A friend recently asked me to be the statistician on a new NFT project. And so my adventure began, and this blog post shares my experience to help you assess the wealth of prospects who have NFTs.
What are NFTs? Non Fungible Tokens are, essentially, electronic trading cards. You can buy an NFT pet rock; just know that you are buying a digital pet rock graphic. The “Non Fungible” part comes in because your pet rock NFT is secured by the blockchain where it is stored.
What’s a blockchain? It’s an online ledger where your deposit address is a long mixture of letters and numbers, and nobody can break into your wallet without your secret key (however, bandits have! That’s a different story.). In other words, owning an NFT is like owning a Bitcoin, but the NFT is a piece of art or a video.
Here's a short review:
If you want a much longer explanation, read this issue of “Morning Brew."
What is the point to owning one? Like baseball trading cards, some sell for a lot of money. In addition, some are automatically more valuable the moment that they are born (called “minted”). To make sense of that, we’ll discuss rarities next.
An NFT collection can be a single work of art drawn or recorded by hand, like this one:
An NFT can also be a computer-generated mixture of characteristics, with varying levels of rarity among them. For instance, the NFTS in our Horror Punks project (see here: https://horrorpunks.io/) were created using 10 kinds of characteristics with as many as 16 categories for one of them. For these kinds of NFTs, the features carry varying degrees of rarity. For instance, we had very few Horror Punks who were headless horsemen. Understanding the rarity of an NFTs is the key to valuing it. For instance, if 50% of the minted NFTs have a white background and 10% have a blue background, then the NFTs with blue backgrounds are rarer and therefore more valuable.
That’s why I was brought into the Horror Punks project – to build the rarity charts and help create the feature mix that made some rare and some common. The goal was to make 5% of the entire 10,000 collection very rare (or “fearluminati” as we labeled them). I also built the rarity charts for the project’s website to help buyers determine the relative rarity of their NFTs.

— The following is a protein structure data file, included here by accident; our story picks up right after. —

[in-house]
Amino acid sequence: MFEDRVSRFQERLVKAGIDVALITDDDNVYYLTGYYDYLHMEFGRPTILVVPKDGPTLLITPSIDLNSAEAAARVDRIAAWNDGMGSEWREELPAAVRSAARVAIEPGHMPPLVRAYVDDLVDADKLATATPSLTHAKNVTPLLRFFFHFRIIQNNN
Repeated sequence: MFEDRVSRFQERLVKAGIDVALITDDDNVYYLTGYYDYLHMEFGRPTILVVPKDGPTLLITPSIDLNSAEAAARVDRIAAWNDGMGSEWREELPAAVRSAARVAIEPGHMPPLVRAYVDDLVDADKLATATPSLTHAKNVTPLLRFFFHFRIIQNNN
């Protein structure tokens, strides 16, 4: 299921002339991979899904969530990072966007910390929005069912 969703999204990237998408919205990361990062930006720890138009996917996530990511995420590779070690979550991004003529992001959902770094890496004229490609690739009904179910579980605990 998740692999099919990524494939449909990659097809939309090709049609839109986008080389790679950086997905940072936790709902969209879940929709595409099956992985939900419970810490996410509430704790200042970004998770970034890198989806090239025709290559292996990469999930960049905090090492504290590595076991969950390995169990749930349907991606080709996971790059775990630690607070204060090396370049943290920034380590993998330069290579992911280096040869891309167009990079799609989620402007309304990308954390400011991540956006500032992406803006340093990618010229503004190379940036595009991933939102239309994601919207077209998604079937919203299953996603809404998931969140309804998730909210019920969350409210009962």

But a buyer can’t choose the rarity of the NFT if he mints one. The minting machine chooses a random NFT from the collection at the time of minting. The minting price is set before minting goes live. So a buyer who sends cryptocurrency to mint an NFT (using the same methods as transferring cryptocurrency coin) receives the NFT back to his wallet.
As I’ve said above, the buyer does not get to choose the rarity of the NFT at minting time, and that’s the sport of minting them (it’s also why some people buy only on the secondary market). Some people mint many NFTs from the same project hoping to catch that rare one that pays for all of them, like a venture capitalist does.
Here’s a snapshot of a Horror Punk (my team’s project) that is categorized as common.
His asset number if #4451, which we’ll use later to identify his owner. His rank is listed by cnft.tools (a ranking site) to be 3,755, which is among the lowest ranks of the project since not all 10,000 Horror Punks have been minted. This Horror Punk is offered for sale for 8 ADA, which translates to about $8.30 at the time of this writing.
Here is the rarest one:
Notice that it’s for sale for 2,500 ADA, or about $3,350. Why the difference? This Horror Punk is on a horse, which is a very rare trait, and he has other very rare traits as well. CNFT.Tools used an algorithm to determine that he is the most rare-featured Horror Punk. However, the buyer who minted him paid the same minting price as did the buyer for the common one above.